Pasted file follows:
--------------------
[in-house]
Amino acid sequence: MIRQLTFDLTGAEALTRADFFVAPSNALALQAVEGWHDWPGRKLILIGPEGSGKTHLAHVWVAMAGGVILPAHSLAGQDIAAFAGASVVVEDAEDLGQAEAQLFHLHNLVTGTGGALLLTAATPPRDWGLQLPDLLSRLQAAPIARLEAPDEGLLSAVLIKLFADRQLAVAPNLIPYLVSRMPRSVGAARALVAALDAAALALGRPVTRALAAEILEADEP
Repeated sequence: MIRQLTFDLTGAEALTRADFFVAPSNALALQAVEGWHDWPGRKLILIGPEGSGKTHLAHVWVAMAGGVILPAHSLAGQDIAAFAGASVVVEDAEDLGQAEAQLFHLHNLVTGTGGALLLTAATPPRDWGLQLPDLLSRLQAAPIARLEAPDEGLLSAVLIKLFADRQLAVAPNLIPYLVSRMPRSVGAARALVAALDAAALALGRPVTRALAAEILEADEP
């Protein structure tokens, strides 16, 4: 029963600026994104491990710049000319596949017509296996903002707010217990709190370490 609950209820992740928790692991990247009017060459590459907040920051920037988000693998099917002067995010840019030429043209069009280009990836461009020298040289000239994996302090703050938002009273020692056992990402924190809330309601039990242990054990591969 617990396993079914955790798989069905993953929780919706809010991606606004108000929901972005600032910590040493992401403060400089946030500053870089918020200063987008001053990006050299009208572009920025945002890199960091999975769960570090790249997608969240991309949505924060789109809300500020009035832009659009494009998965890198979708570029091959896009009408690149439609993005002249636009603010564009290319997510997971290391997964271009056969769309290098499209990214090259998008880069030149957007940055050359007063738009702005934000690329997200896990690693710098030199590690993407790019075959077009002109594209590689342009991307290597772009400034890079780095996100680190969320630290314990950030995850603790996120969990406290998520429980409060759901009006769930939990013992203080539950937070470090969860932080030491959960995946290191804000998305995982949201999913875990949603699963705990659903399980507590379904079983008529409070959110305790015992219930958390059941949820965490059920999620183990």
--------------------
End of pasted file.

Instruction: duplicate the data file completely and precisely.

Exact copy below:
[in-house]
Amino acid sequence: MIRQLTFDLTGAEALTRADFFVAPSNALALQAVEGWHDWPGRKLILIGPEGSGKTHLAHVWVAMAGGVILPAHSLAGQDIAAFAGASVVVEDAEDLGQAEAQLFHLHNLVTGTGGALLLTAATPPRDWGLQLPDLLSRLQAAPIARLEAPDEGLLSAVLIKLFADRQLAVAPNLIPYLVSRMPRSVGAARALVAALDAAALALGRPVTRALAAEILEADEP
Repeated sequence: MIRQLTFDLTGAEALTRADFFVAPSNALALQAVEGWHDWPGRKLILIGPEGSGKTHLAHVWVAMAGGVILPAHSLAGQDIAAFAGASVVVEDAEDLGQAEAQLFHLHNLVTGTGGALLLTAATPPRDWGLQLPDLLSRLQAAPIARLEAPDEGLLSAVLIKLFADRQLAVAPNLIPYLVSRMPRSVGAARALVAALDAAALALGRPVTRALAAEILEADEP
């Protein structure tokens, strides 16, 4: 029963600026994104491990710049000319596949017509296996903002707010217990709190370490 609950209820992740928790692991990247009017060459590459907040920051920037988000693998099917002067995010840019030429043209069009280009990836461009020298040289000239994996302090703050938002009273020692056992990402924190809330309601039990242990054990591969 617990396993079914955790798989069905993953929780919706809010991606606004108000929901972005600032910590040493992401403060400089946030500053870089918020200063987008001053990006050299009208572009920025945002890199960091999975769960570090790249997608969240991309949505924060789109809300500020009035832009659009494009998965890198979708570029091959896009009408690149439609993005002249636009603010564009290319997510997971290391997964271009056969769309290098499209990214090259998008880069030149957007940055050359007063738009702005934000690329997200896990690693710098030199590690993407790019075959077009002109594209590689342009991307290597772009400034890079780095996100680190969320630290314990950030995850603790996120969990406290998520429980409060759901009006769930939990013992203080539950937070470090969860932080030491959960995946290191804000998305995982949201999913875990949603699963705990659903399980507590379904079983008529409070959110305790015992219930958390059941949820965490059920999620183990």